The landscape of e-commerce is changing. Businesses need to stay agile to compete
Mark: In 2023, for a business to truly distinguish itself in an e-commerce world, it must stay in touch with its customers and the direction of the market. We’ve seen the shift, and it’s here now: Artificial Intelligence (AI) that uses machine learning in innovative ways will create personalized experiences, and staying on top of this technology curve is critical. Supply chains are also evolving. Companies must be able to adapt and provide seamless, multi-channel experiences both online, in-store, and through mobile devices. A well-conceived content marketing strategy that addresses customer needs and establishes trust through reviews is also critical.
In a mobile-first world, ensuring a seamless and enjoyable shopping experience on mobile devices is just as important as desktop optimization. And let's not forget the importance of search engine optimization (SEO) in driving traffic and visibility to your e-commerce store. The key to success in e-commerce is to never stop striving for improvement and to always be open to change. Snooze, you lose!
Paul Korber, Director of Channel Development, Microsoft Advertising shares Microsoft’s commitment to advertising and its latest ad innovations in The New Era of Microsoft Advertising.
User experience will be the new currency
Paul: When I think about the future of e-commerce, I’m most excited by the tremendous digital transformation we’re going through right now and the shifts in consumer behavior. AI is going to be a massive game-changer for e-commerce retailers and consumers alike. From fraud detection to predictive analytics, the use cases are endless, and it’s going to push the boundaries on the interactions between customers and brands in really exciting ways.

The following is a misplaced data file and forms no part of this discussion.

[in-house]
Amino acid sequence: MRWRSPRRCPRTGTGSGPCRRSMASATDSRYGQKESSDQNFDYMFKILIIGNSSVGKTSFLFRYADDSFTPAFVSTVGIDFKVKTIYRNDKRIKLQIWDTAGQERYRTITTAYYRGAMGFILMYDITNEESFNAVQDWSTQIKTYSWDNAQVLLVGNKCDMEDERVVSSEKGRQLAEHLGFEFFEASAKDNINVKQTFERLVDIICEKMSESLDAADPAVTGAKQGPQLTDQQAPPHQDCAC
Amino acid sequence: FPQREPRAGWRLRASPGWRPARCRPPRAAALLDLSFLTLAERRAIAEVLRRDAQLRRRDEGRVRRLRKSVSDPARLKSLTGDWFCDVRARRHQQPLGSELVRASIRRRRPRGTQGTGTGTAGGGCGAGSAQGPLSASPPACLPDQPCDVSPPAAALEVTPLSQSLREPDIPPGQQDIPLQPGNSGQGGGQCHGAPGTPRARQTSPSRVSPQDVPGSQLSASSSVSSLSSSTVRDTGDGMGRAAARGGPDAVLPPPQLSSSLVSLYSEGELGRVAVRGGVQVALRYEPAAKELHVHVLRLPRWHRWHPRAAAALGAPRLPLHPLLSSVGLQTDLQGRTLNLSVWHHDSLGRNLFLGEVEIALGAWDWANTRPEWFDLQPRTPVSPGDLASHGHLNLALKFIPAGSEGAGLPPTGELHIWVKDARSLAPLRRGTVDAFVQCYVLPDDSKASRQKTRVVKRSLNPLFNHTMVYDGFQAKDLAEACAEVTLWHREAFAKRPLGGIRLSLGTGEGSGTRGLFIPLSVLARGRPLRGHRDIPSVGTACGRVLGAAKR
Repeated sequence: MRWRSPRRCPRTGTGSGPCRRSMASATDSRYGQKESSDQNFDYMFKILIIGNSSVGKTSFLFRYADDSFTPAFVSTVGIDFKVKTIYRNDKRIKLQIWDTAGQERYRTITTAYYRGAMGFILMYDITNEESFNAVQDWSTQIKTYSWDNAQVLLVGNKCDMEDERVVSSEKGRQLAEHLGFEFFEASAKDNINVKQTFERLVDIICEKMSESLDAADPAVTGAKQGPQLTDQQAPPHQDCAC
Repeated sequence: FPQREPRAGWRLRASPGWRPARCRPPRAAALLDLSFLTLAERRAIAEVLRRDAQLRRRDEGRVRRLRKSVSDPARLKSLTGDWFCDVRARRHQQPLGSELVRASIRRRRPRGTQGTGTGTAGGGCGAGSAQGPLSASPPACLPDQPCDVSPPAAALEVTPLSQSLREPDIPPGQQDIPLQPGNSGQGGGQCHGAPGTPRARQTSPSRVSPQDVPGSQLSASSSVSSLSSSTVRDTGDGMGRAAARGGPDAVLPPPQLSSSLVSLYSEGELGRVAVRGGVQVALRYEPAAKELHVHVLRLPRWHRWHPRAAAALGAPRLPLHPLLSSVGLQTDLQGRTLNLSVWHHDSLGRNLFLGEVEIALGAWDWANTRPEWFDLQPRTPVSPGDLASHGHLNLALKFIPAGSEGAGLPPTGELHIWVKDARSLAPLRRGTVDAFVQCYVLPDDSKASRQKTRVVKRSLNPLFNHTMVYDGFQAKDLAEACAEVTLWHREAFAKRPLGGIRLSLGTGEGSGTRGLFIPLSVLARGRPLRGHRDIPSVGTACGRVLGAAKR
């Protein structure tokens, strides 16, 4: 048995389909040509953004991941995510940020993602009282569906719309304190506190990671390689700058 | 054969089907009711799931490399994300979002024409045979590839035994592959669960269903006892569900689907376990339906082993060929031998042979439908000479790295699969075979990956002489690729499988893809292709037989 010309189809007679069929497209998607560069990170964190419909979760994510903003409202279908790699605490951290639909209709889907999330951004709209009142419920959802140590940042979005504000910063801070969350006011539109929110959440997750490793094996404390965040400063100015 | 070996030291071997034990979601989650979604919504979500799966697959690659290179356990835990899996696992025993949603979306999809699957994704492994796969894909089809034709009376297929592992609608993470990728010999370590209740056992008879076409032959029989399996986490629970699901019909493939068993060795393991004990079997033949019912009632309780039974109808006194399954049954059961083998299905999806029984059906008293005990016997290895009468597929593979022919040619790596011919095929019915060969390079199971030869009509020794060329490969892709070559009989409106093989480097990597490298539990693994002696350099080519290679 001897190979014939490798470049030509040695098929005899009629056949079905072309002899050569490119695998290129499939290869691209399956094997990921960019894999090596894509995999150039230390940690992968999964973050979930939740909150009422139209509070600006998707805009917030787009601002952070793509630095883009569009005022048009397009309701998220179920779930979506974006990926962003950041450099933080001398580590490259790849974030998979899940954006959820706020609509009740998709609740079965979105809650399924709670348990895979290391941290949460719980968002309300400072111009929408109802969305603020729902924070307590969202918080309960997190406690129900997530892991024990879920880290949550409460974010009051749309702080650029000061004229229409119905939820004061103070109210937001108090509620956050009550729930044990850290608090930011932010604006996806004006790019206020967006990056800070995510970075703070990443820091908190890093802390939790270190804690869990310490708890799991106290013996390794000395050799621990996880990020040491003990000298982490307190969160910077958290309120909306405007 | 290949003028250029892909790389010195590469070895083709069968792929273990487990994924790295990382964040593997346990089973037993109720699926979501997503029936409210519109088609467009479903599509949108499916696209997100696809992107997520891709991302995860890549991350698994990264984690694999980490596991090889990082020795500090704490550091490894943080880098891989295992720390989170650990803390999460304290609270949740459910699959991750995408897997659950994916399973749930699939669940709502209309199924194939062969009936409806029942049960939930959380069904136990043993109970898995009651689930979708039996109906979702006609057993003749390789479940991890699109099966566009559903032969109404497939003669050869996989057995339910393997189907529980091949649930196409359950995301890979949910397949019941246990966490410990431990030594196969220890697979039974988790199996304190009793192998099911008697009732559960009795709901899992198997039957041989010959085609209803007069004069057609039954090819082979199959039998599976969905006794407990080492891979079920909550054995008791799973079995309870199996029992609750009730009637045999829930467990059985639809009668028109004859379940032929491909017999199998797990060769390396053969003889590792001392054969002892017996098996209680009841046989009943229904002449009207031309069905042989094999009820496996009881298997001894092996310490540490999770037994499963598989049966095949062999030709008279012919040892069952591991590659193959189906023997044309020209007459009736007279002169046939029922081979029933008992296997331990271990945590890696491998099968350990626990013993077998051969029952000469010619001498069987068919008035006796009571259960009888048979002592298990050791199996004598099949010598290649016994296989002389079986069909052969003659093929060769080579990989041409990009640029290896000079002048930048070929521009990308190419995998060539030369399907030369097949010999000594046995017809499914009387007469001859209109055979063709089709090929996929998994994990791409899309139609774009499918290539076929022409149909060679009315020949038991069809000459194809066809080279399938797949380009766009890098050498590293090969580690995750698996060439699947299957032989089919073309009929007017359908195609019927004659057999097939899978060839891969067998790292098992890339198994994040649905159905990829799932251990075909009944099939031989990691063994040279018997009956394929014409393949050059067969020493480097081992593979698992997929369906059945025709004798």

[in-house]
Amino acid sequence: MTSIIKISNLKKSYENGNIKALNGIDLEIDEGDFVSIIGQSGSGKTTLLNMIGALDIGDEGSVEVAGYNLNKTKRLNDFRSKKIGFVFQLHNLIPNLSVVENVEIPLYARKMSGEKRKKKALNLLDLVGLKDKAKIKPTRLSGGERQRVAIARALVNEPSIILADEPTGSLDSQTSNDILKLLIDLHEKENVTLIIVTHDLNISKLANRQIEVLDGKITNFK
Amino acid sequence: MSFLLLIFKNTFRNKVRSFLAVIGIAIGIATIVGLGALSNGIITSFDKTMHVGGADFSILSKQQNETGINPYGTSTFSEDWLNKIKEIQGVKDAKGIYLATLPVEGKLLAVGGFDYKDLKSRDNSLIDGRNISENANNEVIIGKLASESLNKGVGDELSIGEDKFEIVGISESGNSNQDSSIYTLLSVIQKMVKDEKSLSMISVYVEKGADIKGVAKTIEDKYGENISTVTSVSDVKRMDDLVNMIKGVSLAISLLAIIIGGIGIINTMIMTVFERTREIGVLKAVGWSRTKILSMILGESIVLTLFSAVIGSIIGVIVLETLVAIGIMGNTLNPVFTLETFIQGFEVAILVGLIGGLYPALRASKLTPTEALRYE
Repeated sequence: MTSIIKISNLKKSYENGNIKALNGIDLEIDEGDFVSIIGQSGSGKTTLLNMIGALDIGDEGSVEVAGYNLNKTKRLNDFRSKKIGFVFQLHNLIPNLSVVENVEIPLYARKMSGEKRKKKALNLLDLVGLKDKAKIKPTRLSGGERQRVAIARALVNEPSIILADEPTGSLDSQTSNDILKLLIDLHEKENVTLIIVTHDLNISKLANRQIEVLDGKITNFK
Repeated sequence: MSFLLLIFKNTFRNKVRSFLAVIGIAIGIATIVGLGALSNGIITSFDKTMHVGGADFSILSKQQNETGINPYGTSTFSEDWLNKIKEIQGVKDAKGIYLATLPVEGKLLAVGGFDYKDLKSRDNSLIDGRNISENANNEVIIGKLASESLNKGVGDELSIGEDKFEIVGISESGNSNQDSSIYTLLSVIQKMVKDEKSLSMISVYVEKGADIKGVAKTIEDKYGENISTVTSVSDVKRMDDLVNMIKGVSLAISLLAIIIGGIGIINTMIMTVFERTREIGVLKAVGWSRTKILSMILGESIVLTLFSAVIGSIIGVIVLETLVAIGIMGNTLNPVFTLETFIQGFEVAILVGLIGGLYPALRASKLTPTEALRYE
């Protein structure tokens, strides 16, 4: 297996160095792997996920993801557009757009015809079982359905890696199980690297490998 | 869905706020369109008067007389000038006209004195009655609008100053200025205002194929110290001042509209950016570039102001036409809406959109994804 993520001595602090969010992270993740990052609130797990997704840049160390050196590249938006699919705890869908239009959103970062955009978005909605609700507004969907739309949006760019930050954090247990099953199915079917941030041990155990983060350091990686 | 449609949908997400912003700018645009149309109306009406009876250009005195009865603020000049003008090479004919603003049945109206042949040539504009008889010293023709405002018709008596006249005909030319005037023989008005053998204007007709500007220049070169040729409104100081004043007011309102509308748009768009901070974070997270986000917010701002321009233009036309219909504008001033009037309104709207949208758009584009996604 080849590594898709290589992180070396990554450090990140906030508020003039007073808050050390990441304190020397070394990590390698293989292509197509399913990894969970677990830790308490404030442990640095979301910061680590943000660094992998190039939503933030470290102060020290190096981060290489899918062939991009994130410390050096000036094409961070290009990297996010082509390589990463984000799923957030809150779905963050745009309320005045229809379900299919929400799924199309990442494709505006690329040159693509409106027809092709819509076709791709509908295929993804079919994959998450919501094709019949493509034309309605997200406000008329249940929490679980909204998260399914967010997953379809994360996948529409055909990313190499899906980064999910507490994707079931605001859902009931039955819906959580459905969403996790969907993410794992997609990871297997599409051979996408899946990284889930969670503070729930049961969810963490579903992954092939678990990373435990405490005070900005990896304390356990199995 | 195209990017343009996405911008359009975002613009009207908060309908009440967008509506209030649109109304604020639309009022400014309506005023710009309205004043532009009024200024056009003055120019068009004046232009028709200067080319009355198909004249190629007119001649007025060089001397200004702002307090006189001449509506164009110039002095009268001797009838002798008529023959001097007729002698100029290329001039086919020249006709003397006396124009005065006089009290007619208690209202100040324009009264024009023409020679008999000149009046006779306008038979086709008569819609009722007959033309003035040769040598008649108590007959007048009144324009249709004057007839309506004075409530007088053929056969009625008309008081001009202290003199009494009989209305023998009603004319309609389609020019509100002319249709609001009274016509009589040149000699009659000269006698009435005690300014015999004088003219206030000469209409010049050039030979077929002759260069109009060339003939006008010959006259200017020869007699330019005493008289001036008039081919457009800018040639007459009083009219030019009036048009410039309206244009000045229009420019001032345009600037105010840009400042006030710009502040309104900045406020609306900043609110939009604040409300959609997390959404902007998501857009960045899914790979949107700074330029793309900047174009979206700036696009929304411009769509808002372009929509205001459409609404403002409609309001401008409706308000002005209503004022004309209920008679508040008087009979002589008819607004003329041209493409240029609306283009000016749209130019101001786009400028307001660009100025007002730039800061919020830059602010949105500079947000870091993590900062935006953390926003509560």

For example, furniture retailer IKEA developed an app that allows customers to place virtual furniture in their homes before making a purchase. This gives customers a better sense of how the furniture will look and fit in their space, reducing the risk of dissatisfaction and returns.
Ultimately, it’s all about creating a seamless and engaging user experience. Increasingly, consumers are no longer satisfied with just transactional interactions with brands, and this is true in the e-commerce and retail space also. They’re seeking deeper connections, inclusive representation, and values-driven experiences. Brands that can offer these types of value exchanges will be better equipped to thrive in the future of e-commerce.
That concludes the first part of our discussion on the state of eCommerce in 2023. Join us for part two of our conversation as we address the importance of brand marketing for e-commerce businesses.
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Managing Director of RQmedia
Managing Director at Reachlocal Australia & New Zealand
Director of Partner Development, Asia Pacific at Microsoft Advertising.